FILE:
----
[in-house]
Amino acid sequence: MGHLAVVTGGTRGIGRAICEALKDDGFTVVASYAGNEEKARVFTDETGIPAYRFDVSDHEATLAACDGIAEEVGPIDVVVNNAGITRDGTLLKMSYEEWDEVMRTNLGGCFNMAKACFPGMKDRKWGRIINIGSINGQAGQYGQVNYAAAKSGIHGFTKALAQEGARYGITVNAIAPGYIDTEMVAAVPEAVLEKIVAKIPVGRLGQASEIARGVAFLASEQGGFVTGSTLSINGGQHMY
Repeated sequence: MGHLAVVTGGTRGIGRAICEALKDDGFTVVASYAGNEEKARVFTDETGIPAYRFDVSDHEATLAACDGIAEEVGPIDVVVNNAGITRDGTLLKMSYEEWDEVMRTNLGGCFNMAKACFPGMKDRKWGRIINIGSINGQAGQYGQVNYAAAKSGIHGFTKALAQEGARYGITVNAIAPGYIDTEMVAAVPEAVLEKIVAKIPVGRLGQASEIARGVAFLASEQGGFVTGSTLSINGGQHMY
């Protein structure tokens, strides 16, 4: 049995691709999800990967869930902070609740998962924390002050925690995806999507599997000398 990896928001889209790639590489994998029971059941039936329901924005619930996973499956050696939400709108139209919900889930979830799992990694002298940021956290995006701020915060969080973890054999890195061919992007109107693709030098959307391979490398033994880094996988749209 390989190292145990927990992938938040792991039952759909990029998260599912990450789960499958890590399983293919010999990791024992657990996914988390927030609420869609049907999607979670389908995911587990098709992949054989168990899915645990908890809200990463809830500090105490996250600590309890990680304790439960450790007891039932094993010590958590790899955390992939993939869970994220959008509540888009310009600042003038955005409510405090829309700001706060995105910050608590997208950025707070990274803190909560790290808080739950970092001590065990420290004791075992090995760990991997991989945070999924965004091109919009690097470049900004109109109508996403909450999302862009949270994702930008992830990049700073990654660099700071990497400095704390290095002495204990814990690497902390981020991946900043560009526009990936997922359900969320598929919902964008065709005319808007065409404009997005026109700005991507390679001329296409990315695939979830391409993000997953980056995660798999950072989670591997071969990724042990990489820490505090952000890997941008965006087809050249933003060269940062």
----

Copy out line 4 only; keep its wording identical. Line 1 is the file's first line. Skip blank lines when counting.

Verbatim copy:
């Protein structure tokens, strides 16, 4: 049995691709999800990967869930902070609740998962924390002050925690995806999507599997000398 990896928001889209790639590489994998029971059941039936329901924005619930996973499956050696939400709108139209919900889930979830799992990694002298940021956290995006701020915060969080973890054999890195061919992007109107693709030098959307391979490398033994880094996988749209 390989190292145990927990992938938040792991039952759909990029998260599912990450789960499958890590399983293919010999990791024992657990996914988390927030609420869609049907999607979670389908995911587990098709992949054989168990899915645990908890809200990463809830500090105490996250600590309890990680304790439960450790007891039932094993010590958590790899955390992939993939869970994220959008509540888009310009600042003038955005409510405090829309700001706060995105910050608590997208950025707070990274803190909560790290808080739950970092001590065990420290004791075992090995760990991997991989945070999924965004091109919009690097470049900004109109109508996403909450999302862009949270994702930008992830990049700073990654660099700071990497400095704390290095002495204990814990690497902390981020991946900043560009526009990936997922359900969320598929919902964008065709005319808007065409404009997005026109700005991507390679001329296409990315695939979830391409993000997953980056995660798999950072989670591997071969990724042990990489820490505090952000890997941008965006087809050249933003060269940062």